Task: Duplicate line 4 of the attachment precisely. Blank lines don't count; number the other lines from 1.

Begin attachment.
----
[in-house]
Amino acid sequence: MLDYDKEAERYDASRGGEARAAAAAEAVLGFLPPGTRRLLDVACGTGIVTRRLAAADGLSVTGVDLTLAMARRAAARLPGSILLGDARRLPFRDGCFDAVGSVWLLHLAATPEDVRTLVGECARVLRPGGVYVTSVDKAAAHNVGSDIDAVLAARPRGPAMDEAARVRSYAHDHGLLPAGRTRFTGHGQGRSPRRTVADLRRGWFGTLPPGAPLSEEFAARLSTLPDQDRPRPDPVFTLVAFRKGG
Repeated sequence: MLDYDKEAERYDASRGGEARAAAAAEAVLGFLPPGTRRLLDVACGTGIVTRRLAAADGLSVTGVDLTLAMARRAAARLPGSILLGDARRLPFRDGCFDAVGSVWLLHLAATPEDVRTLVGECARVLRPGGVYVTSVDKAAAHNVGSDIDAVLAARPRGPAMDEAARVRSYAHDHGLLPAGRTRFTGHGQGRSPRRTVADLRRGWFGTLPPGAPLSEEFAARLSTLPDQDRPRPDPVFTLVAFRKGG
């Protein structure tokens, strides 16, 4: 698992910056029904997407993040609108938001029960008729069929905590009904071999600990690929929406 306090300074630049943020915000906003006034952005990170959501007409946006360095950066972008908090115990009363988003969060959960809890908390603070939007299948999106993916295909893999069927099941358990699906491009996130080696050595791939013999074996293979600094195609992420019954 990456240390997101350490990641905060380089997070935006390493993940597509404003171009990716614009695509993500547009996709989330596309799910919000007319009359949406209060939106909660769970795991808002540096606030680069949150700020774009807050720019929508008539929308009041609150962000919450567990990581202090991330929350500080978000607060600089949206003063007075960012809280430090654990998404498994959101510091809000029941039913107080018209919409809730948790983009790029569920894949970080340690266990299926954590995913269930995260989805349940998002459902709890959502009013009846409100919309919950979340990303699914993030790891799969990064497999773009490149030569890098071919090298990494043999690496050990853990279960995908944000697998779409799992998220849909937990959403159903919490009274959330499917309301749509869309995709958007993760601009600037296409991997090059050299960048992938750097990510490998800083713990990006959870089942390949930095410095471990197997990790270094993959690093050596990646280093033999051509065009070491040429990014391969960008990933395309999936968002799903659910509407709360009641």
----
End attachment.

């Protein structure tokens, strides 16, 4: 698992910056029904997407993040609108938001029960008729069929905590009904071999600990690929929406 306090300074630049943020915000906003006034952005990170959501007409946006360095950066972008908090115990009363988003969060959960809890908390603070939007299948999106993916295909893999069927099941358990699906491009996130080696050595791939013999074996293979600094195609992420019954 990456240390997101350490990641905060380089997070935006390493993940597509404003171009990716614009695509993500547009996709989330596309799910919000007319009359949406209060939106909660769970795991808002540096606030680069949150700020774009807050720019929508008539929308009041609150962000919450567990990581202090991330929350500080978000607060600089949206003063007075960012809280430090654990998404498994959101510091809000029941039913107080018209919409809730948790983009790029569920894949970080340690266990299926954590995913269930995260989805349940998002459902709890959502009013009846409100919309919950979340990303699914993030790891799969990064497999773009490149030569890098071919090298990494043999690496050990853990279960995908944000697998779409799992998220849909937990959403159903919490009274959330499917309301749509869309995709958007993760601009600037296409991997090059050299960048992938750097990510490998800083713990990006959870089942390949930095410095471990197997990790270094993959690093050596990646280093033999051509065009070491040429990014391969960008990933395309999936968002799903659910509407709360009641």